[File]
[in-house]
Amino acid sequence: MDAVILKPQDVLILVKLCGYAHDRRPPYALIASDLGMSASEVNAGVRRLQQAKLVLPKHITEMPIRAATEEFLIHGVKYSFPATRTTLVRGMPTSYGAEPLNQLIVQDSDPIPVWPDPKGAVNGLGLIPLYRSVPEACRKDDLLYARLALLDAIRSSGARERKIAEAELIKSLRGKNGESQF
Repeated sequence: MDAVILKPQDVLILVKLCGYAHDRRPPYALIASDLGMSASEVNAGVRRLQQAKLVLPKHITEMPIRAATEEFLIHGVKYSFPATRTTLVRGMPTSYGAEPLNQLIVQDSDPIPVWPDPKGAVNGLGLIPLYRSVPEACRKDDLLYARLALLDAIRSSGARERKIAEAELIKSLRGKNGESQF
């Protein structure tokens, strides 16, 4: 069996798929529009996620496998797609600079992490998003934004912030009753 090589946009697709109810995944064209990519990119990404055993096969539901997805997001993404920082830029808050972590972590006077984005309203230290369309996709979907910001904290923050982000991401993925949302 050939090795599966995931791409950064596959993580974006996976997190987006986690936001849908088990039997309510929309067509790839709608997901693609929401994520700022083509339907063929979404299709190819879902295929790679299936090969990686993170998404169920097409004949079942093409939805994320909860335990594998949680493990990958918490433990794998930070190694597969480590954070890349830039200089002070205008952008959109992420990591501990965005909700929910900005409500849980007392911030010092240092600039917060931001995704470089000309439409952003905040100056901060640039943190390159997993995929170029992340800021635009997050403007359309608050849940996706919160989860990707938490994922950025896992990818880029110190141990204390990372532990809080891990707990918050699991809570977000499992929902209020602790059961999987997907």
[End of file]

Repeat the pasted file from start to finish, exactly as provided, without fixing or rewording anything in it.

[in-house]
Amino acid sequence: MDAVILKPQDVLILVKLCGYAHDRRPPYALIASDLGMSASEVNAGVRRLQQAKLVLPKHITEMPIRAATEEFLIHGVKYSFPATRTTLVRGMPTSYGAEPLNQLIVQDSDPIPVWPDPKGAVNGLGLIPLYRSVPEACRKDDLLYARLALLDAIRSSGARERKIAEAELIKSLRGKNGESQF
Repeated sequence: MDAVILKPQDVLILVKLCGYAHDRRPPYALIASDLGMSASEVNAGVRRLQQAKLVLPKHITEMPIRAATEEFLIHGVKYSFPATRTTLVRGMPTSYGAEPLNQLIVQDSDPIPVWPDPKGAVNGLGLIPLYRSVPEACRKDDLLYARLALLDAIRSSGARERKIAEAELIKSLRGKNGESQF
């Protein structure tokens, strides 16, 4: 069996798929529009996620496998797609600079992490998003934004912030009753 090589946009697709109810995944064209990519990119990404055993096969539901997805997001993404920082830029808050972590972590006077984005309203230290369309996709979907910001904290923050982000991401993925949302 050939090795599966995931791409950064596959993580974006996976997190987006986690936001849908088990039997309510929309067509790839709608997901693609929401994520700022083509339907063929979404299709190819879902295929790679299936090969990686993170998404169920097409004949079942093409939805994320909860335990594998949680493990990958918490433990794998930070190694597969480590954070890349830039200089002070205008952008959109992420990591501990965005909700929910900005409500849980007392911030010092240092600039917060931001995704470089000309439409952003905040100056901060640039943190390159997993995929170029992340800021635009997050403007359309608050849940996706919160989860990707938490994922950025896992990818880029110190141990204390990372532990809080891990707990918050699991809570977000499992929902209020602790059961999987997907």